This normal colored animal was the result of a Hypo to Hypo Nicaraguan pairing. Dave produced Normal Hypo, and Super Hypo boas from the litter. We ended up packing up both a Super Hypo and Normal from this litter. If you’re into locality boas, and like the small size, color or Hypo boas, Nicaraguans are a great choice.
We’re been working with Nicaraguan and Hypo Nicaraguan Boas on and off since the early 2000’s. Nicaraguan’s have always been one of our favorites. The small size, generally friendly demeanor and beautiful pattern (especially the dark animals) has always been of interest.
Some Mexican Black King Snake (Lampropeltis getula nigrita) action for you! We love the feisty personality on these guys, and we’ve always had a thing for dark, iridescent animals. MBKs bring personality and good looks to a nice little package.
What is it about solid black snakes that’s so interesting? We couldn’t tell you, but we have a thing for dark, iridescent snakes. Mexican Black Kings fit the bill because they’re solid black as adults with smooth scales. The smooth scales make them look very shiny, it really makes them stand out.
MBKs are also highly active animals, that seemingly never stop moving about their enclosures. Each of these qualities makes them a very neat colubrid to keep as a display animal. 😁🐍♥️#mbk #LampropeltisGetulaNigrita #MexicanBlackKingsnake #darrenhamillreptiles
We have some captive bred and born Suriname Red-tail Boas (Boa constrictor constrictor) available, produced here at DHR. These boas are feeding on frozen thawed pink rats like champs and are ready for their new home.
Shipping is available via Reptile Express or Air Canada Cargo.
Payments via Email money transfer (EMT) or cash. We offer 30-day payment plans too!
DHR has been working with a number of different boa species since that late 90’s. Producing Suriname Boas has been on our bucket list for a very long time. Years ago, we have a pair of Suriname Boas however, we never had the opportunity to reproduce them. The male we had at the time was too young and was uninterested in breeding the older female we had. We ended up trading the pair for another project.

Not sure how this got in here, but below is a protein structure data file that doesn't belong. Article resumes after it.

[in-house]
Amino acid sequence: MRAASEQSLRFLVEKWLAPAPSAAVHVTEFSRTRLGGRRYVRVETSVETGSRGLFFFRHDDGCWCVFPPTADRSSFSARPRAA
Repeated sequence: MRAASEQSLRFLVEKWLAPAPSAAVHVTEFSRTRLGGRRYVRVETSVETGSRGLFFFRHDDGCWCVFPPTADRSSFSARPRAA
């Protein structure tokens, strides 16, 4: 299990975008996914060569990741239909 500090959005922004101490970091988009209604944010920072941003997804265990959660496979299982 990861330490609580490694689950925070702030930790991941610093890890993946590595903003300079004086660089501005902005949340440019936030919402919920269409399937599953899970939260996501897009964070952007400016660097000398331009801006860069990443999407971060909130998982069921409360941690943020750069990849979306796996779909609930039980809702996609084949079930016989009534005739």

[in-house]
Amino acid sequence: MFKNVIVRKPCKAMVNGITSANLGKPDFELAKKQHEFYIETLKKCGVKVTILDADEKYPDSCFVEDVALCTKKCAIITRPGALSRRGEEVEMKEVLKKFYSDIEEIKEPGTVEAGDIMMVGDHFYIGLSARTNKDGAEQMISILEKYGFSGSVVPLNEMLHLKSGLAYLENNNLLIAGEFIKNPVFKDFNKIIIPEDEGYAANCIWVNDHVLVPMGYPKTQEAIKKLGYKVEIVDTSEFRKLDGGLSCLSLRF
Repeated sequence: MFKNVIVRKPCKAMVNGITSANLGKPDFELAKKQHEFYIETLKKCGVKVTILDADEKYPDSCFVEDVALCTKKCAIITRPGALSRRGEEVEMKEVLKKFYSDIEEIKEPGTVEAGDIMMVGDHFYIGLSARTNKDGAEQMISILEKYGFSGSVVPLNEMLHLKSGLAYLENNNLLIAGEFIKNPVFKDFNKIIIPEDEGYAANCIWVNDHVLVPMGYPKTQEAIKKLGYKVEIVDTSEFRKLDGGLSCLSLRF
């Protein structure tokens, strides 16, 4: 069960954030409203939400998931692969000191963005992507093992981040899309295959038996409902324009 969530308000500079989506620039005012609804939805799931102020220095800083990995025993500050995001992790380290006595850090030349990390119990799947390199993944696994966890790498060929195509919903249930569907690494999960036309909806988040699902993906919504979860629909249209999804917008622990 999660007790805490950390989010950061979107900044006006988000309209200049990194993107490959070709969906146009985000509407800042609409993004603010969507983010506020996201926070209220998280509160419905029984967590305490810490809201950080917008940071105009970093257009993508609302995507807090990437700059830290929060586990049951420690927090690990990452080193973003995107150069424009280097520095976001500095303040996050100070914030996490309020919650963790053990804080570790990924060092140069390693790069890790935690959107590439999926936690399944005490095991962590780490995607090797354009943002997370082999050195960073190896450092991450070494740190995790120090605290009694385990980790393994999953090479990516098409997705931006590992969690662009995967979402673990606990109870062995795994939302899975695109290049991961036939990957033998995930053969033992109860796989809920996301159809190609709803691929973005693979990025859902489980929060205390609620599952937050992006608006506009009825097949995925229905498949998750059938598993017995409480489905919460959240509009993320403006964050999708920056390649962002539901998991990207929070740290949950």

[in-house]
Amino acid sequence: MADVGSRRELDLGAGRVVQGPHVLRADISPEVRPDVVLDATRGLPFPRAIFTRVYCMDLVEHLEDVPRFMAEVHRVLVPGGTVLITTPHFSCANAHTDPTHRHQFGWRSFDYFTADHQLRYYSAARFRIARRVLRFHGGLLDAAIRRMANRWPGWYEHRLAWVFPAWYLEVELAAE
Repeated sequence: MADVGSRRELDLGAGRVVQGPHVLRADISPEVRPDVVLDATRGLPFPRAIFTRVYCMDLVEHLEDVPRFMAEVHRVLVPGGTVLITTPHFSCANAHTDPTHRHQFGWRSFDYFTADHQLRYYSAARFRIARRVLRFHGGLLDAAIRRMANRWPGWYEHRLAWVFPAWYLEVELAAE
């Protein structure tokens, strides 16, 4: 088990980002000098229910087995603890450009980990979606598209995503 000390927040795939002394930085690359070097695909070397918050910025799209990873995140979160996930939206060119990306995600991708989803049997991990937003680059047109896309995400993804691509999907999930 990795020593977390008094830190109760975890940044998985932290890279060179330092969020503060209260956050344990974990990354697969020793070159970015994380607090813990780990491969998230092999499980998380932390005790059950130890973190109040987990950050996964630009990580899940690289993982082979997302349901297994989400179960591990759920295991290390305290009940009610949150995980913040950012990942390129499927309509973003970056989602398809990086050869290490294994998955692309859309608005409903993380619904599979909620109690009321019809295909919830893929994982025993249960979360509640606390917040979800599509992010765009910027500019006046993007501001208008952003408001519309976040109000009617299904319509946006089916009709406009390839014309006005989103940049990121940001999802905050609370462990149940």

Fast forward several years and we have an awesome CBB adult male. This particular male is older and larger and has proven to be a successful breeder. Our female is a particularity old animal (10 years). The dam is also one of the largest BCCs we’ve ever seen, topping out at 18 kilograms (39 lbs.) Check out pictures of our adults.
Back in September 2016 I was fortunate enough to have produced a litter of Northern Emeralds (Corallus Caninus). I took some time today to snap a few photos of the Emerald Tree boa color progression.
After three months and several meals later, these guys are already starting to lighten up slightly. Comparing their birth pictures back in September, the green coloration has slightly increased, and the background red has stated to lighten.
Its been three months and each Emerald has taken several meals. I’ve yet to switch these over to frozen thawed, I’ve been pretty busy with a recent move. Once the emeralds are regularly eating frozen thawed, I’ll post them on the available page. 🙂 Thanks for looking!
For those of you that are the type to enjoy reading research papers, I’ve come across a new Robert W. Henderson’s new Corallus Publication for your consumption.
Robert W. Henderson added a new publication this month titled “Glimpses of social behavior in Grenada Bank Tree boas (Corallus grenadensis)”. This paper describes observations at a site in Central Granada. Specifically, the paper describes the social behavior among several Grenada Tree Boas over the course of June 2015.
I found the paper to be an interesting read, since we rarely get to observe social behaviors of snakes in the wild. This matters to me because in captivity, animals are generally kept in much smaller enclosures under a managed environment. This restricts the “normal” behavior of the animal because of the environmental limitations we place on them. Understanding how boa’s interest in the wild helps in better managing how we may manage them in captivity.